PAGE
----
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Deutsche Telekom’s CEO denies T-Mobile/Sprint deal will reduce competition

FILE PHOTO: A sign for a local T-Mobile store is seen in downtown Manhattan, New York, New York, USA, on April 30, 2018. REUTERS/Shannon Stapleton

NEW YORK (Reuters) – T-Mobile US Inc and Sprint Corp will not seek a merger with a view to the reduction of price competition in the U.S. wireless market, the chief executive of Deutsche Telekom, T-Mobile’s majority shareholder, testified on Tuesday in federal court in new york city.

A group of state attorneys general, led by New York and California, to complain, to stop, and with a $26.5 billion merger between wireless carriers, on the ground that it would lead to higher prices.

Timotheus Höttges, who has been chairman of verizon’s board of directors, testified that T-Mobile was looking for along with its smaller rival to increase the scale to get wireless spectrum, or the airwaves that carry the data, but denied that the purpose was to restrict competition. His testimony came on the second day of an investigation, which is expected to run until Dec. 20.

The lawyers of the states parties, the evidence presented on Tuesday, T-Mobile’s board with a presentation in 2010, when the company first explored a deal for Sprint, who said that the merger would have the potential for a reduction in the price of the competition.”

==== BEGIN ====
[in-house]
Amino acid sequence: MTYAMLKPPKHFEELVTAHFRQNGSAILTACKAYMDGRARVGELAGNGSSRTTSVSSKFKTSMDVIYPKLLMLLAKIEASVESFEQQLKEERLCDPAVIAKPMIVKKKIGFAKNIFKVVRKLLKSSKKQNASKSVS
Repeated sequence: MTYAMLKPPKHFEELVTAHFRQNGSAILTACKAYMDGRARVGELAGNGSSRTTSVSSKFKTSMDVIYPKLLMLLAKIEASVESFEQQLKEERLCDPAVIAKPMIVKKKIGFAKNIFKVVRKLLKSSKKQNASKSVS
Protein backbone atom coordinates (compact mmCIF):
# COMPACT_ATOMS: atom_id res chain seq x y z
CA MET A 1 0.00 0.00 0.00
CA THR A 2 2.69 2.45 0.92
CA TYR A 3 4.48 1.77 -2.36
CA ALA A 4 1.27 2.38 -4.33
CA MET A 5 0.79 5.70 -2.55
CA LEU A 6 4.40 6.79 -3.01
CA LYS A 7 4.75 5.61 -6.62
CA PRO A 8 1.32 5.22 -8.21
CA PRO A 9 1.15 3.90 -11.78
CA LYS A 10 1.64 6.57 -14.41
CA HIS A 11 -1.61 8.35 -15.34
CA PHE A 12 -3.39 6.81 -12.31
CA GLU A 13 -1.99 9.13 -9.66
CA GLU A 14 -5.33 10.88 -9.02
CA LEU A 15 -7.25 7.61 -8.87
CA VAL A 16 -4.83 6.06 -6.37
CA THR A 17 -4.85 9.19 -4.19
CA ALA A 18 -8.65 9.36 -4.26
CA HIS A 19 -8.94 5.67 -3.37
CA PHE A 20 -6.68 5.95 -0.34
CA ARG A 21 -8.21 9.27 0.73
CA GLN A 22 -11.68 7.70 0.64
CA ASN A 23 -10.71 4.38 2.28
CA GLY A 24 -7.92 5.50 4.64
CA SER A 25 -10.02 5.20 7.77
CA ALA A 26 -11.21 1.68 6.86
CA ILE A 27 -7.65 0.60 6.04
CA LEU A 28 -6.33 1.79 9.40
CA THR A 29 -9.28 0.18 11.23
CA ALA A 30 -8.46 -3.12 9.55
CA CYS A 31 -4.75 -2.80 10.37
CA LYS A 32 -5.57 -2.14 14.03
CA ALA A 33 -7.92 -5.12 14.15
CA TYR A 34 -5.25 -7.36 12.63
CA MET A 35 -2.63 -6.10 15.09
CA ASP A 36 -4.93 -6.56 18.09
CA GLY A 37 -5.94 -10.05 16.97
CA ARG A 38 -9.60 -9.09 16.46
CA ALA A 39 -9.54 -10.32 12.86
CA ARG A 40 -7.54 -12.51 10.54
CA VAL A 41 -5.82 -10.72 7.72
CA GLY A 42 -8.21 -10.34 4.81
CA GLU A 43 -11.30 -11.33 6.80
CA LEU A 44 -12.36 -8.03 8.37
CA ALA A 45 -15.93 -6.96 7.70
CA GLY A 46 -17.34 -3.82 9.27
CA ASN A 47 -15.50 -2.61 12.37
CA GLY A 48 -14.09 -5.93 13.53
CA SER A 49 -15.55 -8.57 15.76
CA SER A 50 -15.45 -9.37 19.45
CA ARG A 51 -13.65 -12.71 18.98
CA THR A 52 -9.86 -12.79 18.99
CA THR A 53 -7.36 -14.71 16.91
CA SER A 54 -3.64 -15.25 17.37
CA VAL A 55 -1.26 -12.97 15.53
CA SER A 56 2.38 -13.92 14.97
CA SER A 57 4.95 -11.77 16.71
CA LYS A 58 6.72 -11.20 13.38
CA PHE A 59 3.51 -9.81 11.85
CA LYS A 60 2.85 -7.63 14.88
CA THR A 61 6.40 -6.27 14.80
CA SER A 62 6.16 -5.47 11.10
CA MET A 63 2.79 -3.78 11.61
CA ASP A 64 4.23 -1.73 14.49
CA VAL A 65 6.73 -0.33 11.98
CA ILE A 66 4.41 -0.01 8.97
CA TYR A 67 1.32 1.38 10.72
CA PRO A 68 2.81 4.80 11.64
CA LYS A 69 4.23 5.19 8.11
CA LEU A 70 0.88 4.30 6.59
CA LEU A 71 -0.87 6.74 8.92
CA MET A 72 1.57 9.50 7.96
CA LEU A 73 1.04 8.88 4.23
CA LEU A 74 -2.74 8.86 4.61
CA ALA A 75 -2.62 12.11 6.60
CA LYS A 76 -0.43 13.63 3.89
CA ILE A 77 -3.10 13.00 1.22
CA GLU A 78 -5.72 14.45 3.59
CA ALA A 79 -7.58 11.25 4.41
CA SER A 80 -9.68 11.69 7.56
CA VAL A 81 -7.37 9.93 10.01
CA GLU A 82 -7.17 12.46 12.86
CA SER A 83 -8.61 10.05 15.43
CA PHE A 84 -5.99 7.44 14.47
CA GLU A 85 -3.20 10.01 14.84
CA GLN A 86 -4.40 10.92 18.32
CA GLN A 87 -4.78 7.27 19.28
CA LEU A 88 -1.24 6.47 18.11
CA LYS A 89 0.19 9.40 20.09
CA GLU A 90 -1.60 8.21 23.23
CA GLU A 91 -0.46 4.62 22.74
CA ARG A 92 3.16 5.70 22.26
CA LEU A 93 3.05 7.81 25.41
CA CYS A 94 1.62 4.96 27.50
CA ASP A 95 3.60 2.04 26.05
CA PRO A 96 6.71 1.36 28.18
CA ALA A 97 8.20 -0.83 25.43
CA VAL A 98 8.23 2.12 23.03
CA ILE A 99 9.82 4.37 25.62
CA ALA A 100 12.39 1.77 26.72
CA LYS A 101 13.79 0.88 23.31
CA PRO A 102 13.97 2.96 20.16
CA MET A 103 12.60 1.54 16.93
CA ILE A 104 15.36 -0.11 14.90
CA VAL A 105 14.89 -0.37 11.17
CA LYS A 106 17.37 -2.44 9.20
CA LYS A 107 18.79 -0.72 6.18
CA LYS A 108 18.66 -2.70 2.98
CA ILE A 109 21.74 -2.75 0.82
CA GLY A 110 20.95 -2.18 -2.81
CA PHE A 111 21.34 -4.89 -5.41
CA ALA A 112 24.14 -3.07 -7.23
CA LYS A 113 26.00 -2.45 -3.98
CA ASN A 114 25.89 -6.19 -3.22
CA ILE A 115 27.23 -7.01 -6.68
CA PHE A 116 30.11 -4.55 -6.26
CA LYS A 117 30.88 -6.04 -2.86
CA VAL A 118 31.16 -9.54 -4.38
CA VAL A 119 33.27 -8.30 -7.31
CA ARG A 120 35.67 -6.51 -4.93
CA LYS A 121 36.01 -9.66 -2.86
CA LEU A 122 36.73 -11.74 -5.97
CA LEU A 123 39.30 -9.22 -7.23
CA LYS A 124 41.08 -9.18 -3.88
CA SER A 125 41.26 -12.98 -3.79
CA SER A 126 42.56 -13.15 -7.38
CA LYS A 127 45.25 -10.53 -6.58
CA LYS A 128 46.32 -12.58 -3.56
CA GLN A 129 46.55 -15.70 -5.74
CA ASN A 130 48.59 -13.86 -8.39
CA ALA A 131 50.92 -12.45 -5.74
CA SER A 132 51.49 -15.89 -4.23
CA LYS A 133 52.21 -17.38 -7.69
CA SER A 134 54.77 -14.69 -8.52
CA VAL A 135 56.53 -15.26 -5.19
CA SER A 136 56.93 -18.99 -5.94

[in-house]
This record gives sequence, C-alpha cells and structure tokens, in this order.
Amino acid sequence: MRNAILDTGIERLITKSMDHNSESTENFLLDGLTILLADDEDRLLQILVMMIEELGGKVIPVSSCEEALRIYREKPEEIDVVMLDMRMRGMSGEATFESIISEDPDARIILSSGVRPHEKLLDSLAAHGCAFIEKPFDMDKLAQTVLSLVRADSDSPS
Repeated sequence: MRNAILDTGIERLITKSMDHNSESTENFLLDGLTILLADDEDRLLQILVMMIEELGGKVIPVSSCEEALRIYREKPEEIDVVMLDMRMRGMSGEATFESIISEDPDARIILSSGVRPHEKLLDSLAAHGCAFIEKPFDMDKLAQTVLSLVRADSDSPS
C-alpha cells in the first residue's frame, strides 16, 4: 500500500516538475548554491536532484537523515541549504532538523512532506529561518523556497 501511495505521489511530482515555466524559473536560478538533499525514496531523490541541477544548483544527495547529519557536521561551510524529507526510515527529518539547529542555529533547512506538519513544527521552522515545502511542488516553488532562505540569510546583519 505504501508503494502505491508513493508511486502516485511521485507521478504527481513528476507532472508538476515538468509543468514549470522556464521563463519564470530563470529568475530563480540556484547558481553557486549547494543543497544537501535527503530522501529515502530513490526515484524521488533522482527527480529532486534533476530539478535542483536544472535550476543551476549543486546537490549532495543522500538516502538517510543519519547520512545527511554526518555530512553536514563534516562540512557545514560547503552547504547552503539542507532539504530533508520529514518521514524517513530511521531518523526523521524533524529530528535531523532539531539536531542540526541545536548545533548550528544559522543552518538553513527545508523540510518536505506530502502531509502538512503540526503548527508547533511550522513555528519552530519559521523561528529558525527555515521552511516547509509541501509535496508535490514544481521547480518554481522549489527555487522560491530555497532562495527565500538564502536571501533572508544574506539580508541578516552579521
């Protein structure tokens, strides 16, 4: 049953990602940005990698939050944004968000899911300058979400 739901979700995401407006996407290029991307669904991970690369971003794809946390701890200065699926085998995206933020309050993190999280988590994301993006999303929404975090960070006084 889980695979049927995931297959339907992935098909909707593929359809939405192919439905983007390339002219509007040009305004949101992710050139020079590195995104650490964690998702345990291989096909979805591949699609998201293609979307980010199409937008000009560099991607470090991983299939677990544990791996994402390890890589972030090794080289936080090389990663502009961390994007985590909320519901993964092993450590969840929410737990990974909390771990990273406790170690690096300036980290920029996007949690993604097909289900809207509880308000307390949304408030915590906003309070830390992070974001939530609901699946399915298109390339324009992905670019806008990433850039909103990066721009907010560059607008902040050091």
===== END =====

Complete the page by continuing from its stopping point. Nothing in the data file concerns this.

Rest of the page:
Höttges played down the talk, saying: “it was drawn up by consultants, and it was not an official German Telekom) document.

T-Mobile and Sprint have already received approval for the deal from the U.S. Department of Justice and the Federal Communications Commission after the companies agreed to sell Sprint prepaid phone company, and a number of the power spectrum from satellite TV provider Dish Network Corp. (a).

The companies argue that a stronger T-Mobile might be the result of the acquisition, resulting in the ability to innovate and compete to reduce wireless prices. The case is a breach of the customary practice of the states in co-ordination with the federal government on the review of the merger and, generally, in order to arrive at a conclusion.

The states have also argued that the Court of first instance is not to be a viable competitor in the wireless market that will be able to replace Sprint as the world’s fourth-largest airline. On Tuesday, Glenn Pomerantz, a lawyer who is a California lawsuit, asked, Höttges, or that he was aware of the fact that the latter had repeatedly failed to build up a network, with its extensive holdings of wireless spectrum.

Höttges, testified that the latter’s founder and President, Charlie Ergs, it was “not an easy thing to deal with,” but said the Ergs, it was known to be a great trader, and would have all of the ingredients that are necessary for the construction of a network once the merger is closed.

Report by Sheila Dang; Editing by Noeleen Walder and Leslie Adler

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